Once upon a time, the BBC conducted a study aimed at predicting the acoustic properties of studios, and to help with this it constructed an 1/8 scale model of its large Maida Vale studio. A shortage of 1/8 scale musicians to fill this model necessitated a loudspeaker be used to simulate the appropriately-scaled acoustic output. Existing studio monitor designs were too big, so a miniature design using a 110mm bextrene-coned main driver in a five-litre cabinet was developed. The end result was the LS3/5, a design expected to have useful output from around 400Hz upwards; in the event, output extended from around 100Hz, and the design was quickly also pressed into service as a speech-monitoring loudspeaker for use in confined spaces, typically the control rooms in outside broadcast vans. Around 20 pairs were built before the driver manufacturer, KEF, changed the specification of the 110mm unit, necessitating a redesign of the LS3/5, dubbed the LS3/5a. The LS3/5a was also taken up by the audio community, largely due to its notable lack of coloration in the crucial midrange, something many other contemporary designs couldn’t live up to.
We need speak no more of this later design; pretty much all that needs saying, and plenty that doesn’t, has already been said.
The LS3/5 is therefore something of a rarity, an ur-LS3/5a known only to a few, until now. Graham Audio however, has recreated the LS3/5, sourcing a new, 110mm bextrene-coned, main driver made by Volt to Graham’s specification and designed to be as close as possible to the original spec of the initial KEF driver. Modern production methods have meant that this driver is far more consistent from sample to sample than the originals, which had a high reject rate at the time. A new tweeter was also sourced, and the crossover tweaked to recreate the LS3/5’s frequency response (which was somewhat flatter than the LS3/5a) as closely as possible. The BBC design principle of using a thin-walled, plywood cabinet, damped to control resonances, has also been carefully followed and the review samples are impeccably finished in a light cherry veneer.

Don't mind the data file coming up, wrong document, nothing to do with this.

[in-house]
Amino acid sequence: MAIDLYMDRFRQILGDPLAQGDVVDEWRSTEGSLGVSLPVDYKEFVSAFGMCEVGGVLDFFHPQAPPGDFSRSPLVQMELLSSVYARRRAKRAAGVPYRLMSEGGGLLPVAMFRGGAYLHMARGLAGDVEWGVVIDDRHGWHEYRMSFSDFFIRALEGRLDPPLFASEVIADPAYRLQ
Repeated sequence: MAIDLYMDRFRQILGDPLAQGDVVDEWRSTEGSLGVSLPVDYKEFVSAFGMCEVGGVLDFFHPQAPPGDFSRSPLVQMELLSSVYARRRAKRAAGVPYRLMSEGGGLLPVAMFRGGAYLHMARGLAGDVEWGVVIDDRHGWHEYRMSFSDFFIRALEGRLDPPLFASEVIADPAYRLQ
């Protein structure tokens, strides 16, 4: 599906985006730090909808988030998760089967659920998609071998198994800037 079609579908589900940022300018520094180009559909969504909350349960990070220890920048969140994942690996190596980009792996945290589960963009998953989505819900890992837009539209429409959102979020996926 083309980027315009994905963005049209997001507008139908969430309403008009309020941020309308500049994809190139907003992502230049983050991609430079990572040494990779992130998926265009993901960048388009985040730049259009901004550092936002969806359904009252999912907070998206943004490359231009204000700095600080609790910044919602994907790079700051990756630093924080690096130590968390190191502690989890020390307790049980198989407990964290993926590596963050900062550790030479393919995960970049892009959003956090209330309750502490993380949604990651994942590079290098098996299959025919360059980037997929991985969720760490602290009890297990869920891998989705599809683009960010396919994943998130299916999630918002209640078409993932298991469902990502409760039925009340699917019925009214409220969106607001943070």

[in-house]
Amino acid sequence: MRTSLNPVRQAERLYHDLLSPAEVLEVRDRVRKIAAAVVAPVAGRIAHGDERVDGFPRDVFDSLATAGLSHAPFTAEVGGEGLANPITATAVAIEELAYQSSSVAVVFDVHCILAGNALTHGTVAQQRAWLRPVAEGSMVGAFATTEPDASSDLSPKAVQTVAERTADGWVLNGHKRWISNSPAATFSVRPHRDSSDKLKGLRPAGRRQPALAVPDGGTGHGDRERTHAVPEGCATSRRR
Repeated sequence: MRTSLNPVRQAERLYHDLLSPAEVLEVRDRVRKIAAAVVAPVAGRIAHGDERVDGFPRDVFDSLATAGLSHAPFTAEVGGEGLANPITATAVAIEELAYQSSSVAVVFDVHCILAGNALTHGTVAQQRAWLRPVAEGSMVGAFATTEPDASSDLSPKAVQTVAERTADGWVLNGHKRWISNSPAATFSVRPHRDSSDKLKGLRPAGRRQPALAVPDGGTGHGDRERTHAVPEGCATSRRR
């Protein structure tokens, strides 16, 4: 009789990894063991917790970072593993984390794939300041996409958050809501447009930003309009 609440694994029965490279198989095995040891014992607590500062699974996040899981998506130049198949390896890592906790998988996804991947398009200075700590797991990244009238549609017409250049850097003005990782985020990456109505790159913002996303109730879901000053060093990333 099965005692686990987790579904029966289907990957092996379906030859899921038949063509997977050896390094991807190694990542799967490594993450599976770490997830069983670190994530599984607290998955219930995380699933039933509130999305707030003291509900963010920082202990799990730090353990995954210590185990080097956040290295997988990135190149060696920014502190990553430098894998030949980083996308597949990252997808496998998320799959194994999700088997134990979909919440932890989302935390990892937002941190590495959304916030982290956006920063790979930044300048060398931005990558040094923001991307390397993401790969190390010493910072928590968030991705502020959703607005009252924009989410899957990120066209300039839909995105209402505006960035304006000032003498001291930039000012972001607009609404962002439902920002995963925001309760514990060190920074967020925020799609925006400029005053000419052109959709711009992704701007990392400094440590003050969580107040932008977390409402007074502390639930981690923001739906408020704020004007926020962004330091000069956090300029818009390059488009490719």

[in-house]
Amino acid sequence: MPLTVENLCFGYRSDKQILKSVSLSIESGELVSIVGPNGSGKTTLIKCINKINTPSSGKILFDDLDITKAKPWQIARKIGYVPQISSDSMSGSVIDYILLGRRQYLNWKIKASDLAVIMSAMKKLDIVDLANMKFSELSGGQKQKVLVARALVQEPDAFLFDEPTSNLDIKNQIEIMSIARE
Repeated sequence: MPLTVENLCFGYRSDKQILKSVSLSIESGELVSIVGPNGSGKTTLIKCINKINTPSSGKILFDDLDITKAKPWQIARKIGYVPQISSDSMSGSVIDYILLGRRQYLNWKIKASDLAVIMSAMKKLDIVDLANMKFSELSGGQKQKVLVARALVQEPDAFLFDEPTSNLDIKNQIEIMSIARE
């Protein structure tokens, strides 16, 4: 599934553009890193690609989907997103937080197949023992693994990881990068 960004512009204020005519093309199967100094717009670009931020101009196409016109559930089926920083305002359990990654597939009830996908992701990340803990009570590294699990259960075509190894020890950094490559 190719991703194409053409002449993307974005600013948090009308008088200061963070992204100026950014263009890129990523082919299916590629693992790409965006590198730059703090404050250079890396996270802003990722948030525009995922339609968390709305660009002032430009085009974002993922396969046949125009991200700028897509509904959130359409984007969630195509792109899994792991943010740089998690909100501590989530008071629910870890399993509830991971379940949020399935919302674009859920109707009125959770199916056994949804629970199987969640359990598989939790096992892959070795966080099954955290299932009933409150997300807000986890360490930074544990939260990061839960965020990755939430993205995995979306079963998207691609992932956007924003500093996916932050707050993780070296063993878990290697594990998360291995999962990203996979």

The context above is important, because I don’t think I can review this loudspeaker as an audio product as it’s also so much an historical artefact. This is, at least in part, because Graham Audio’s designer, Derek Hughes (son of Spencer, who participated in the BBC study, and the design of the original) confirmed that they saw little point in joining the ranks of those producing LS3/5a clones, and instead have sought out the particular niche which the LS3/5 will doubtless carve out for itself. Almost as if to emphasise this, Graham Audio recently purchased the long-lost Chartwell brand name. Chartwell was an early manufacturer of BBC designs and its loudspeakers are highly sought after by collectors. Graham Audio plans to use the Chartwell name on LS3/5 designs, to further cement that link with the BBC’s past.
All of which makes it hard to assess the performance of the LS3/5 in context, because there is at once no context and too much context to deal with. Practically no-one has logged time with the LS3/5, so there’s the academic interest of comparing it with the LS3/5a that replaced it. And then there’s cross-referencing it with a surviving LS3/5, a task that is all but impossible. There’s even setting it in among modern designs. As a result, the LS3/5 invites more questions as you investigate it. Is it simply a museum piece? Is it a collector’s item? The more you think about the loudspeaker, the more your head spins about its provenance. In a way, the closest analogy to the LS3/5 is the recreation of Charles Babbage’s Difference Engine in London’s Science Museum. Babbage drew plans to build his mechanical computer in mid 19th Century, but it remained as just plans until 1991. Is this the real thing?